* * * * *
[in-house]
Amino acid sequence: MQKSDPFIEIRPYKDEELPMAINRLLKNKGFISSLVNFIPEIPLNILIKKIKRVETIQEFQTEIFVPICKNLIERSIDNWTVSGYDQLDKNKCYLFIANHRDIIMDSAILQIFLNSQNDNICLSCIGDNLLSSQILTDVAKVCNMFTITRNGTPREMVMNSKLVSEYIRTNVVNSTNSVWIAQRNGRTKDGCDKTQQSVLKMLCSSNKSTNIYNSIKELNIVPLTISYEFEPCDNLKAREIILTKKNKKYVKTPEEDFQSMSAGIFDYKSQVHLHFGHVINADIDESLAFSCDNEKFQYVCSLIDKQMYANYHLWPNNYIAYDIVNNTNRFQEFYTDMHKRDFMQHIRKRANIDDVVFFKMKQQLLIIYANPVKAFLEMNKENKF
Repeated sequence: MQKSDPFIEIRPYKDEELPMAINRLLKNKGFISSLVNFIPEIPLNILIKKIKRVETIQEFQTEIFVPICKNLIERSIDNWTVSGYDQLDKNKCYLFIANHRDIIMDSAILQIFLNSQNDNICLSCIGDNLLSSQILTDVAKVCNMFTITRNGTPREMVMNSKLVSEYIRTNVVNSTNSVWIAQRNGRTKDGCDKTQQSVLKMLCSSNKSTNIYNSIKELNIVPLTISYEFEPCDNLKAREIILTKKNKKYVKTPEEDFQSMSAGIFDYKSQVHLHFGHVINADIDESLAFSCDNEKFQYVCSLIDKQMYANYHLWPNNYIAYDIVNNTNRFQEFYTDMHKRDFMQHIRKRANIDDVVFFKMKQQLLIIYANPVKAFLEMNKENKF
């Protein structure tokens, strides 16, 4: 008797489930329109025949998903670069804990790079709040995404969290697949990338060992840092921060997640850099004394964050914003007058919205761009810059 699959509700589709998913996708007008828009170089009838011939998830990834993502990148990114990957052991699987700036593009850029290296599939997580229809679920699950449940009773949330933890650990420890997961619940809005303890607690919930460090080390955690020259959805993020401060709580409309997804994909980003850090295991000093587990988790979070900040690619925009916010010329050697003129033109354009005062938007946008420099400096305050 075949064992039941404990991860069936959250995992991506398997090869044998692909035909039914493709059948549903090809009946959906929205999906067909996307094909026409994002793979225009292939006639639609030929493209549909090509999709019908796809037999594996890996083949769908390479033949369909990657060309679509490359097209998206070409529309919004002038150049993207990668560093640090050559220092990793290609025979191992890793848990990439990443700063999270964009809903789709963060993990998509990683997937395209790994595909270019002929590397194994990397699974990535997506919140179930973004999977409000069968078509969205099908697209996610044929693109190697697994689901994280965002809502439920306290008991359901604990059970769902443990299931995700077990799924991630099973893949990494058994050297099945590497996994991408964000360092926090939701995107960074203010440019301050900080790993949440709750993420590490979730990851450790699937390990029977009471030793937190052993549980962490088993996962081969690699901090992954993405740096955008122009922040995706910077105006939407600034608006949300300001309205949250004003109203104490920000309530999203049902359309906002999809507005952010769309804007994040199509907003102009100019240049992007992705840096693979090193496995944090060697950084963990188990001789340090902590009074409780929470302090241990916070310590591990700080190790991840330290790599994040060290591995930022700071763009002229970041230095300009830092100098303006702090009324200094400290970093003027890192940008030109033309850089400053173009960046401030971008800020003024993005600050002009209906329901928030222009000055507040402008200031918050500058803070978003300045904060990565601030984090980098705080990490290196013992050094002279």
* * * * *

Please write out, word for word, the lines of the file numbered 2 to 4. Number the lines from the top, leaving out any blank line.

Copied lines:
Amino acid sequence: MQKSDPFIEIRPYKDEELPMAINRLLKNKGFISSLVNFIPEIPLNILIKKIKRVETIQEFQTEIFVPICKNLIERSIDNWTVSGYDQLDKNKCYLFIANHRDIIMDSAILQIFLNSQNDNICLSCIGDNLLSSQILTDVAKVCNMFTITRNGTPREMVMNSKLVSEYIRTNVVNSTNSVWIAQRNGRTKDGCDKTQQSVLKMLCSSNKSTNIYNSIKELNIVPLTISYEFEPCDNLKAREIILTKKNKKYVKTPEEDFQSMSAGIFDYKSQVHLHFGHVINADIDESLAFSCDNEKFQYVCSLIDKQMYANYHLWPNNYIAYDIVNNTNRFQEFYTDMHKRDFMQHIRKRANIDDVVFFKMKQQLLIIYANPVKAFLEMNKENKF
Repeated sequence: MQKSDPFIEIRPYKDEELPMAINRLLKNKGFISSLVNFIPEIPLNILIKKIKRVETIQEFQTEIFVPICKNLIERSIDNWTVSGYDQLDKNKCYLFIANHRDIIMDSAILQIFLNSQNDNICLSCIGDNLLSSQILTDVAKVCNMFTITRNGTPREMVMNSKLVSEYIRTNVVNSTNSVWIAQRNGRTKDGCDKTQQSVLKMLCSSNKSTNIYNSIKELNIVPLTISYEFEPCDNLKAREIILTKKNKKYVKTPEEDFQSMSAGIFDYKSQVHLHFGHVINADIDESLAFSCDNEKFQYVCSLIDKQMYANYHLWPNNYIAYDIVNNTNRFQEFYTDMHKRDFMQHIRKRANIDDVVFFKMKQQLLIIYANPVKAFLEMNKENKF
């Protein structure tokens, strides 16, 4: 008797489930329109025949998903670069804990790079709040995404969290697949990338060992840092921060997640850099004394964050914003007058919205761009810059 699959509700589709998913996708007008828009170089009838011939998830990834993502990148990114990957052991699987700036593009850029290296599939997580229809679920699950449940009773949330933890650990420890997961619940809005303890607690919930460090080390955690020259959805993020401060709580409309997804994909980003850090295991000093587990988790979070900040690619925009916010010329050697003129033109354009005062938007946008420099400096305050 075949064992039941404990991860069936959250995992991506398997090869044998692909035909039914493709059948549903090809009946959906929205999906067909996307094909026409994002793979225009292939006639639609030929493209549909090509999709019908796809037999594996890996083949769908390479033949369909990657060309679509490359097209998206070409529309919004002038150049993207990668560093640090050559220092990793290609025979191992890793848990990439990443700063999270964009809903789709963060993990998509990683997937395209790994595909270019002929590397194994990397699974990535997506919140179930973004999977409000069968078509969205099908697209996610044929693109190697697994689901994280965002809502439920306290008991359901604990059970769902443990299931995700077990799924991630099973893949990494058994050297099945590497996994991408964000360092926090939701995107960074203010440019301050900080790993949440709750993420590490979730990851450790699937390990029977009471030793937190052993549980962490088993996962081969690699901090992954993405740096955008122009922040995706910077105006939407600034608006949300300001309205949250004003109203104490920000309530999203049902359309906002999809507005952010769309804007994040199509907003102009100019240049992007992705840096693979090193496995944090060697950084963990188990001789340090902590009074409780929470302090241990916070310590591990700080190790991840330290790599994040060290591995930022700071763009002229970041230095300009830092100098303006702090009324200094400290970093003027890192940008030109033309850089400053173009960046401030971008800020003024993005600050002009209906329901928030222009000055507040402008200031918050500058803070978003300045904060990565601030984090980098705080990490290196013992050094002279």